Microsoft has taken to increasing the complexity of some of their product auditing functions, starting with Exchange and SharePoint's auditing implementations in the 2010 versions. Gone are the days of simple configurations to log to the event log, here are the days of audit tables, databases, and API calls. This makes it difficult if you're someone who is moving content to SharePoint, already has content in SharePoint, or is looking to move toward SharePoint, and have audit or regulatory requirements. We've had a LOT of requests for SharePoint auditing and rather than build something, we've chosen to leave it to the experts.


In case you missed our Unveil SharePoint’s Audit Logs webinar (links to the slides in this post), we've partnered with the fine folks over at the Monterey Technology Group to become one of their SIEM partners with LOGbinder SP, a super useful SharePoint auditing utility. These are the same experts who are also responsible for bringing you Ultimate Windows Security - a site you should surely check out if you're interested in Windows event logs, auditing, and security.


Use LOGbinder SP for:

  • Pulling SharePoint audit activity out of the cryptic database and into the Event Log
  • Providing object & user names in SharePoint audit events
  • Managing SharePoint audit policies


Use LEM with LOGbinder for:

  • Alerting on SharePoint change activity (new administrators, permissions changes)
  • Auditing SharePoint item & object access, deletion, import, and export
  • Reporting on SharePoint activity for compliance
  • Viewing SharePoint audit activity in context with operating system, network device, and other application logs


I just uploaded some rules, filters, and reports for LOGbinder over on the Content Exchange that provides everything you need to get going on the LEM side. There's an integration guide in the Zip file that will explain how to install the files, which are all tailored to the LOGbinder SP event log data. You will need an agent installed on your SharePoint+LOGbinder system, you'll need to make sure you have either LEM version 5.4 or the latest product connectors installed, then it's just a matter of following the guide to get set up and start monitoring.

SolarWinds Synthetic End User Monitor (SEUM) offers a powerful and affordable solution for monitoring business-critical web transactions and web sites from the end-user’s perspective. Whether you are testing the impact of website changes or troubleshooting web application performance problems remotely, you don’t want to miss this session to learn how SEUM can save you countless hours!  And with v1.5, we make it quick and easy for you to deploy tests to the cloud and run synthetic transactions whenever you see fit!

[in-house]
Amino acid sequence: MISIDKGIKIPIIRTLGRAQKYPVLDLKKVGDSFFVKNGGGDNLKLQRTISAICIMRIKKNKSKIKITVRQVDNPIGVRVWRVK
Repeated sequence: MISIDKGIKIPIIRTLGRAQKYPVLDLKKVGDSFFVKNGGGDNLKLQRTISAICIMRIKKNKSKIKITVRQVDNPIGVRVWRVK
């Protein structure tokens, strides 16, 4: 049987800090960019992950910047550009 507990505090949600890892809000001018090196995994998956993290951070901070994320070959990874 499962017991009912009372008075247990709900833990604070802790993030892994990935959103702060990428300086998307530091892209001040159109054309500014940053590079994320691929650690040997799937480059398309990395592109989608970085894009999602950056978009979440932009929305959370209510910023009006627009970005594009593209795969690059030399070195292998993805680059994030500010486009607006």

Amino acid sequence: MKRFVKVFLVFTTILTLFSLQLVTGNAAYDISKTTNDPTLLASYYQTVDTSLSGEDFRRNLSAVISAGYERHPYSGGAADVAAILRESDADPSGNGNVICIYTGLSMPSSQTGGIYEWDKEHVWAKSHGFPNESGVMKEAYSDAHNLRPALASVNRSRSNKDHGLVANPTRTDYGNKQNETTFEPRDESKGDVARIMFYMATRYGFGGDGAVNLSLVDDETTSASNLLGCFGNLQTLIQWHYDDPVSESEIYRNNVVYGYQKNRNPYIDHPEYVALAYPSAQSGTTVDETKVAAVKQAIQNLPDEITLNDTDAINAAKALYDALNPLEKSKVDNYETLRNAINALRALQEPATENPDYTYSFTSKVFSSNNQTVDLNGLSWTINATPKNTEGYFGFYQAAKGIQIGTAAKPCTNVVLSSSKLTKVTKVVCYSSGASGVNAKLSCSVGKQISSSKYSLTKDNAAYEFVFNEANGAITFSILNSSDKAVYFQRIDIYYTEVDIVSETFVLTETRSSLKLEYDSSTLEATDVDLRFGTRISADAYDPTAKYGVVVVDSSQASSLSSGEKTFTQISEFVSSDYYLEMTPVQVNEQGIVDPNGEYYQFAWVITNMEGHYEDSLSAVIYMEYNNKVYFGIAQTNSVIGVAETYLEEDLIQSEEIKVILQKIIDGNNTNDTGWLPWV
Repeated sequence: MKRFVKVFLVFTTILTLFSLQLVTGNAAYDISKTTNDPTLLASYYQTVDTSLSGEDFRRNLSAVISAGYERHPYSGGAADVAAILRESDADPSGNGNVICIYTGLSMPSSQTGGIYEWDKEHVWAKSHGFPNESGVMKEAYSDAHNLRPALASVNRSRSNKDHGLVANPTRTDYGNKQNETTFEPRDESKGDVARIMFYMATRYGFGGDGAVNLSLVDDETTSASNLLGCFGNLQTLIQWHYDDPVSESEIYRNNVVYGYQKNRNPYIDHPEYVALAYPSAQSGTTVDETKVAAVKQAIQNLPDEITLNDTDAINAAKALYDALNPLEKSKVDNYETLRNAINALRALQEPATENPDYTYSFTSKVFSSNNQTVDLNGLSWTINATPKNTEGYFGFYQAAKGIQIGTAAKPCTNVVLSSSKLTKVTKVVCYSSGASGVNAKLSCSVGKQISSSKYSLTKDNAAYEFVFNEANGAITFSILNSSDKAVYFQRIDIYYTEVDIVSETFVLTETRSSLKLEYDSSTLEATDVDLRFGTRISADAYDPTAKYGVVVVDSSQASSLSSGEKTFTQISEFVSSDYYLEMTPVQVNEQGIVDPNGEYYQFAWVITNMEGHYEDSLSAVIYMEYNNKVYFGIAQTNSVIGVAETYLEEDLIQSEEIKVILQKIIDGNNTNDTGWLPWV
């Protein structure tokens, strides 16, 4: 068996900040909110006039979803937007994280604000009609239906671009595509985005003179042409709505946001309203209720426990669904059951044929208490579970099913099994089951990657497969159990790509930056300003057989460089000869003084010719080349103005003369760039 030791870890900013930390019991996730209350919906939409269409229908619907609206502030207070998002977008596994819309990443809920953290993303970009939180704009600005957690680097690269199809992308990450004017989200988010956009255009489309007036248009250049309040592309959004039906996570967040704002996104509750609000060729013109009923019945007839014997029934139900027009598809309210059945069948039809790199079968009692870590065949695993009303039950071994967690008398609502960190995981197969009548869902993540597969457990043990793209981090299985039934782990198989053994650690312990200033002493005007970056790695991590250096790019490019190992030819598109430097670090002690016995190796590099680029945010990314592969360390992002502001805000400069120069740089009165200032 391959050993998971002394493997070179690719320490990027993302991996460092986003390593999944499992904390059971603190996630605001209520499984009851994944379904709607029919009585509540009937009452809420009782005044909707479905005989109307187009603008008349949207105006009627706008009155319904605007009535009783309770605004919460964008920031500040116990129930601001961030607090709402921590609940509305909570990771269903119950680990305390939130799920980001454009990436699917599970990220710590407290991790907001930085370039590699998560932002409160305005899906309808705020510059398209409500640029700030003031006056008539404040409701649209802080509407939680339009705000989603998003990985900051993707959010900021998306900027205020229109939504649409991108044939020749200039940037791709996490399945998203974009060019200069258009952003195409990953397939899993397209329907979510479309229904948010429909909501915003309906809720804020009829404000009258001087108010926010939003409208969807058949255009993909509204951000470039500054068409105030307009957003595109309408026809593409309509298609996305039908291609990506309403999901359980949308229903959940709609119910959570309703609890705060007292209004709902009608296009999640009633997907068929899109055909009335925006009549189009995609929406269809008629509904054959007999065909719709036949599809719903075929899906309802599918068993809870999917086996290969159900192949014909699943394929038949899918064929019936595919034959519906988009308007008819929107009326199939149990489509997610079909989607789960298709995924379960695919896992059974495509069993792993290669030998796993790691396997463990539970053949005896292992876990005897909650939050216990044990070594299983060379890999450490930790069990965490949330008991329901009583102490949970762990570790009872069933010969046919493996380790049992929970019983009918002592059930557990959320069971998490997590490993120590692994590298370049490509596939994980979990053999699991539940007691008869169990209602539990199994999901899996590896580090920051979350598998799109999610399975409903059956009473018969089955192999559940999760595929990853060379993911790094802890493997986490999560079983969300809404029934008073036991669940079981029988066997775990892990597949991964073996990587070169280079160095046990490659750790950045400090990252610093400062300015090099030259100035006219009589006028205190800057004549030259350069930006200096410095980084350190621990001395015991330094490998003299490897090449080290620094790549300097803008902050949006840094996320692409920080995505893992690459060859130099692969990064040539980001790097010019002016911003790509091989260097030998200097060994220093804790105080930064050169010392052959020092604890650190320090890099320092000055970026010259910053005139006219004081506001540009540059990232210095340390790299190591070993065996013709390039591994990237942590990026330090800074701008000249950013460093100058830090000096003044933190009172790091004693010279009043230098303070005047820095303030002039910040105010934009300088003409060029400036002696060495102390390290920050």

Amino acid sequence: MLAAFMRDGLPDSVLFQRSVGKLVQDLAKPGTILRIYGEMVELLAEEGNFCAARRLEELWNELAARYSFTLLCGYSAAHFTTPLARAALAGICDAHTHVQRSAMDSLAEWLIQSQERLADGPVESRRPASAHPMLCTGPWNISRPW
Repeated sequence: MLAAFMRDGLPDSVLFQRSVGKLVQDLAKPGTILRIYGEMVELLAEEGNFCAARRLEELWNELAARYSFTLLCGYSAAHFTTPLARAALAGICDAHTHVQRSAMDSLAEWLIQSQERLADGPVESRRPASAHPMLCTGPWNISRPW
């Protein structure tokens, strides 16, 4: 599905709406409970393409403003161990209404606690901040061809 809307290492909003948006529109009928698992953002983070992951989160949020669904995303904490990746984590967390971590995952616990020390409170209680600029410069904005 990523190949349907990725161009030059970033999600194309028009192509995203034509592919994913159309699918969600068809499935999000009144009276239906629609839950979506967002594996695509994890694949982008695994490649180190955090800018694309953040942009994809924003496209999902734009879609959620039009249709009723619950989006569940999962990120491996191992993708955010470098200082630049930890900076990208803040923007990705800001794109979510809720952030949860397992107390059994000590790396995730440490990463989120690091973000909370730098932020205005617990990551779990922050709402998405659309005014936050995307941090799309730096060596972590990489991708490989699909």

During this session we discuss:

  • SEUM architecture
  • Best practices for monitoring websites/web apps
  • Recording a transaction
  • Deploying transaction players
  • And of course, what you get with SEUM!!
    • Stepwise transaction analysis
    • Distributed playbacks
    • Centralized management



There has been a lot of buzz around Systems Center 2012 in recent weeks.  Microsoft has made a lot of improvements to Operations Manager, in particular new capabilities for dashboarding, some network monitoring and application monitoring for J2E and .NET applications.  These improvements are great for large enterprises that have already invested their time and resources to getting SCOM deployed.   SolarWinds offers an easy-to-use, easy-to-implement product for monitoring your physical & virtual servers & applications, which is ideal for companies of all sizes who need visibility into their infrastructure & application environment.  Attend this ‘Back to Basics’ webcast to learn from a former SCOM admin how easy it is to monitor your server & application environment with SolarWinds.  This webcast will cover how to:


1) Deploy existing agentless templates, add community templates to your environment and how to augment out of the box templates to add additional performance metrics.

2) Customize dashboard views, leveraging dynamic service groups

3) View and create reports – no SQL experience necessary!


Presenters: Brandon Shopp, Director of Product Management; Jed Krisch, Manager, Technical Services, Carilion Clinic


WHEN: May 24, 2012

TIME: 11:00 am CDT